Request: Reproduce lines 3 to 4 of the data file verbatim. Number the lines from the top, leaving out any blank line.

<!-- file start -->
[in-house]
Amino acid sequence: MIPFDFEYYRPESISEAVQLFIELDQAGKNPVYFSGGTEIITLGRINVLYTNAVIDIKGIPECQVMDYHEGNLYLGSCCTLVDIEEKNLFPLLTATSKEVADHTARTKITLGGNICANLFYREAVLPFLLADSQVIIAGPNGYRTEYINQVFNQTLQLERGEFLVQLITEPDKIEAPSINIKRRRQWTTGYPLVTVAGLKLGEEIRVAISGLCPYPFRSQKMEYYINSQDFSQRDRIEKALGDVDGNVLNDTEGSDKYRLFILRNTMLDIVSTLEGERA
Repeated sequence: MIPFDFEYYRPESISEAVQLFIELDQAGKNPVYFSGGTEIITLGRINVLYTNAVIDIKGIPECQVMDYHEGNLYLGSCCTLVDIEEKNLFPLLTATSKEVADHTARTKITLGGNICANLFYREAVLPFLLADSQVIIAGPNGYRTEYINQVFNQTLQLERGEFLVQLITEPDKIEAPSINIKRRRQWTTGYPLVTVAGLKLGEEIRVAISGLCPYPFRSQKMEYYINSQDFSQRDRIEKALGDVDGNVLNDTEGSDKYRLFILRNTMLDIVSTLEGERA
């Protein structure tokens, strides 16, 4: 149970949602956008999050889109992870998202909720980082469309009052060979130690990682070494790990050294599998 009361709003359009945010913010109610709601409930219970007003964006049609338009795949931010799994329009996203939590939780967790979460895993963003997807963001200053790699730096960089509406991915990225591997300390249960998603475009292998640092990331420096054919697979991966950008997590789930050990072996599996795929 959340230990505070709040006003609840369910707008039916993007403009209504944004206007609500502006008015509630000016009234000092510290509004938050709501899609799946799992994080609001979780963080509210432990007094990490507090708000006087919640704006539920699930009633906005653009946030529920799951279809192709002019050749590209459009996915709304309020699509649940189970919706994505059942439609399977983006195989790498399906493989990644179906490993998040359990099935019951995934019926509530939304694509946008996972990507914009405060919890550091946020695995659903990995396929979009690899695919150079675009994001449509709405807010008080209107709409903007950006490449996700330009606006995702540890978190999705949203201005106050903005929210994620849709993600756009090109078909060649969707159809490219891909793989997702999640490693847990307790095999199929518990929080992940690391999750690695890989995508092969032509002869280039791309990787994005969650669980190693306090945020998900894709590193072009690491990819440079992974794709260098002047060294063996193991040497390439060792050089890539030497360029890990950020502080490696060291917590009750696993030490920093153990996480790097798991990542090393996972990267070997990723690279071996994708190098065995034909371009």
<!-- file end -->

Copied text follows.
Repeated sequence: MIPFDFEYYRPESISEAVQLFIELDQAGKNPVYFSGGTEIITLGRINVLYTNAVIDIKGIPECQVMDYHEGNLYLGSCCTLVDIEEKNLFPLLTATSKEVADHTARTKITLGGNICANLFYREAVLPFLLADSQVIIAGPNGYRTEYINQVFNQTLQLERGEFLVQLITEPDKIEAPSINIKRRRQWTTGYPLVTVAGLKLGEEIRVAISGLCPYPFRSQKMEYYINSQDFSQRDRIEKALGDVDGNVLNDTEGSDKYRLFILRNTMLDIVSTLEGERA
């Protein structure tokens, strides 16, 4: 149970949602956008999050889109992870998202909720980082469309009052060979130690990682070494790990050294599998 009361709003359009945010913010109610709601409930219970007003964006049609338009795949931010799994329009996203939590939780967790979460895993963003997807963001200053790699730096960089509406991915990225591997300390249960998603475009292998640092990331420096054919697979991966950008997590789930050990072996599996795929 959340230990505070709040006003609840369910707008039916993007403009209504944004206007609500502006008015509630000016009234000092510290509004938050709501899609799946799992994080609001979780963080509210432990007094990490507090708000006087919640704006539920699930009633906005653009946030529920799951279809192709002019050749590209459009996915709304309020699509649940189970919706994505059942439609399977983006195989790498399906493989990644179906490993998040359990099935019951995934019926509530939304694509946008996972990507914009405060919890550091946020695995659903990995396929979009690899695919150079675009994001449509709405807010008080209107709409903007950006490449996700330009606006995702540890978190999705949203201005106050903005929210994620849709993600756009090109078909060649969707159809490219891909793989997702999640490693847990307790095999199929518990929080992940690391999750690695890989995508092969032509002869280039791309990787994005969650669980190693306090945020998900894709590193072009690491990819440079992974794709260098002047060294063996193991040497390439060792050089890539030497360029890990950020502080490696060291917590009750696993030490920093153990996480790097798991990542090393996972990267070997990723690279071996994708190098065995034909371009």